Famous last meals
I just returned from a much needed vacation to Japan and Korea to find myself in the throes of cookbook writing. Actually, these aforementioned throes were happening even while I was away on vacation. I was waking up early and staying up late to work on recipes, recipes, recipes. And now that I’m back home, I am even more deeply immersed in the recipe creating and writing. I’m telling you all this because it’s my legitimate excuse for not having posted a worthwhile entry in a while.
I am taking a mini-break from writing some head notes, tip boxes, and side bars (I didn’t even know what the hell these were until I embarked on this cookbook journey) to write a quick post so you, dear loyal reader, wouldn’t think I’ve forgotten about you. I have a glass of $3 Trader Joe’s shiraz at arm’s reach as creative lube; this glass of wine is also my dinner tonight so please excuse my nonsense ranting here as obviously, the wine has gone to my head.
Anyway, I was writing a side bar for one of the recipes in my cookbook when I found myself reading about last meals online as part of the research. Did you know that the act of the condemned accepting a last meal was a symbol of his/her forgiveness of the judge and executioner? It was a way of saying, “Hey, no worries. I won’t come back to haunt you after you tie this noose around my neck.” This is why the executioner and all others involved in the death penalty tried their best to get this person all of their requested foods before flipping the switch.
In my lovely home state of Texas, I learned that the “special meal” (a euphemism for “the last meal you’ll ever enjoy before you die”) has been abolished since September 2011 thanks to a certain prisoner named Lawrence Russell Brewer who ordered an insane amount of food—two chicken fried steaks with gravy and onions, a triple-patty bacon cheeseburger, an omelette, fried okra with ketchup, a pound of barbecue with half a loaf of white bread, three fajitas, a meat lover’s pizza, a pint of Blue Bell ice cream, a slab of peanut butter fudge, and three root beers—and did not eat a lick of it, saying he was not hungry.
I also learned about some of the last meals of famous prisoners:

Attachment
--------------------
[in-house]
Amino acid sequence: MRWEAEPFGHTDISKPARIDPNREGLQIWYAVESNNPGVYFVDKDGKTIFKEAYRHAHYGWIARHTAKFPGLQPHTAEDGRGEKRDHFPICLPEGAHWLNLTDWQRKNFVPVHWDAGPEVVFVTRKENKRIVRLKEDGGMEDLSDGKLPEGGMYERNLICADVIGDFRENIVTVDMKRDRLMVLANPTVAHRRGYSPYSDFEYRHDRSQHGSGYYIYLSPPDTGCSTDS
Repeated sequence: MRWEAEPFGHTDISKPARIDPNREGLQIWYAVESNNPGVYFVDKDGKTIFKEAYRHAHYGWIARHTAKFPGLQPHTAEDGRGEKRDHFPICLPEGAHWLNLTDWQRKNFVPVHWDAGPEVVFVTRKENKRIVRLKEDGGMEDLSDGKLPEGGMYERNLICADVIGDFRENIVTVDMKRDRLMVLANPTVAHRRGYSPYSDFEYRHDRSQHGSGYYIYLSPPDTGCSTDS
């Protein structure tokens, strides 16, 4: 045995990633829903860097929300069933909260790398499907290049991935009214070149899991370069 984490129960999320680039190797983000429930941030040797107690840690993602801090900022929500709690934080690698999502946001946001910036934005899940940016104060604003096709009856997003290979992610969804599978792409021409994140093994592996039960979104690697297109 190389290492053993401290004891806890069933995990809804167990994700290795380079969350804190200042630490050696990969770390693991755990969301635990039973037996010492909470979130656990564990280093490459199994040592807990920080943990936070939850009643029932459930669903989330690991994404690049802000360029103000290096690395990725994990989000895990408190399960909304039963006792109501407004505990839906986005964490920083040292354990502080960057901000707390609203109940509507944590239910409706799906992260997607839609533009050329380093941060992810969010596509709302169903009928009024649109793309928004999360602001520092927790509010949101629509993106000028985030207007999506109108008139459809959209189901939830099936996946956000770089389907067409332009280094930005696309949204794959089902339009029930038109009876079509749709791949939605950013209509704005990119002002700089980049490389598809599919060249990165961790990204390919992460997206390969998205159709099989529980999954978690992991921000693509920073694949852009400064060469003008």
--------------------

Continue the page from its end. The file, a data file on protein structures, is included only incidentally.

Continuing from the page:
- Saddam Hussein (death by hanging in 2006) supposedly refused his last meal of cigarettes (hopefully to smoke and not to eat but, hey, what the hell, you’re gonna die anyway) and chicken.
- Aileen Wournos (death by lethal injection in 2002, the serial killer on which the great film Monster starring Charlize Theron was based) also declined a last meal but was recorded to have had a hamburger and cup of joe.
- Clarence Ray Allen (a murderer from Utah who died by lethal injection in 2006) had KFC, sugar-free pecan pie, and sugar-free black walnut ice cream. My question is, why the hell would you eat anything sugar-free on death row?!
- Gary Carl Simmons, Jr. (Death by lethal injection this year) ordered a medium Pizza Hut Super Supreme deep dish pie with extra mushroom, onion, jalapeno peppers, and pepperoni; a bag of Doritos; two large strawberry shakes; two Cherry Cokes; super-sized McDonald’s fries; and strawberry ice cream. Now that’s a man who knew how to live…even if it was just for a few more hours.
- Rainey Bethea (the last person to be publicly executed in the U.S. In 1936 by hanging) ate fried chicken, pork chops, mashed potatoes, pickled cucumbers, cornbread, lemon pie, and ice cream. I wish I’d been alive to dine with this man.
- Ted Bundy (who needs no introduction) declined his special meal so he got the traditional Floridian medium-rare steak with over easy eggs, hash browns, toast, milk, coffee, juice, butter, and jelly. Sounds like a late-night Vegas meal to me.
- Timothy McVeigh (death by lethal injection in 2001) asked for two pints of mint chocolate ice cream.
I’ve been asked very often what my favorite food is. I always say I don’t have one favorite food; I have many. Then I proceed to tell the inquirer about how I am morbid and frequently think about if I were to die tomorrow, what would I eat today? I am all about variety—I love dim sum, tapas, and the general small plate offerings movement—and so if I were bound for execution, my last meal would consist of 6 courses in this exact order: 2 pieces of medium-fatty salmon sashimi, ten French fries, two eggrolls, half a slice of New York-style cheese pizza, a fried chicken drumstick, and a small bowl of noodle soup (either authentic Japanese ramen, Vietnamese chicken noodle soup, or Vietnamese spicy lemongrass beef noodle soup). Then I can die a happy, pot-bellied gal.
What would your last meal be?